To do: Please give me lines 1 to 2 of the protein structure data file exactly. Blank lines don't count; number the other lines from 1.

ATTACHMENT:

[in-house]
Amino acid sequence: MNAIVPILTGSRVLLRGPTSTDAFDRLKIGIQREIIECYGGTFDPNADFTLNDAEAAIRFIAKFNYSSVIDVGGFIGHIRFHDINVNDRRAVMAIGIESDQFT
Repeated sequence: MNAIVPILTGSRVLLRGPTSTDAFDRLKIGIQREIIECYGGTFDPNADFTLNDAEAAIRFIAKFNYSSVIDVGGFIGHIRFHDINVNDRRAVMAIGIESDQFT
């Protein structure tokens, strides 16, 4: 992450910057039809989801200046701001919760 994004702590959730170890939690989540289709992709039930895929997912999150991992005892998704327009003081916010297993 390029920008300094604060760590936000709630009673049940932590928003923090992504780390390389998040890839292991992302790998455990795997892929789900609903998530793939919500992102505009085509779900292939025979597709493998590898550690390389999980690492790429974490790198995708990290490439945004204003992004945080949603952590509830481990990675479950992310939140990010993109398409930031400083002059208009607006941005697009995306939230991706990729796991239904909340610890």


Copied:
[in-house]
Amino acid sequence: MNAIVPILTGSRVLLRGPTSTDAFDRLKIGIQREIIECYGGTFDPNADFTLNDAEAAIRFIAKFNYSSVIDVGGFIGHIRFHDINVNDRRAVMAIGIESDQFT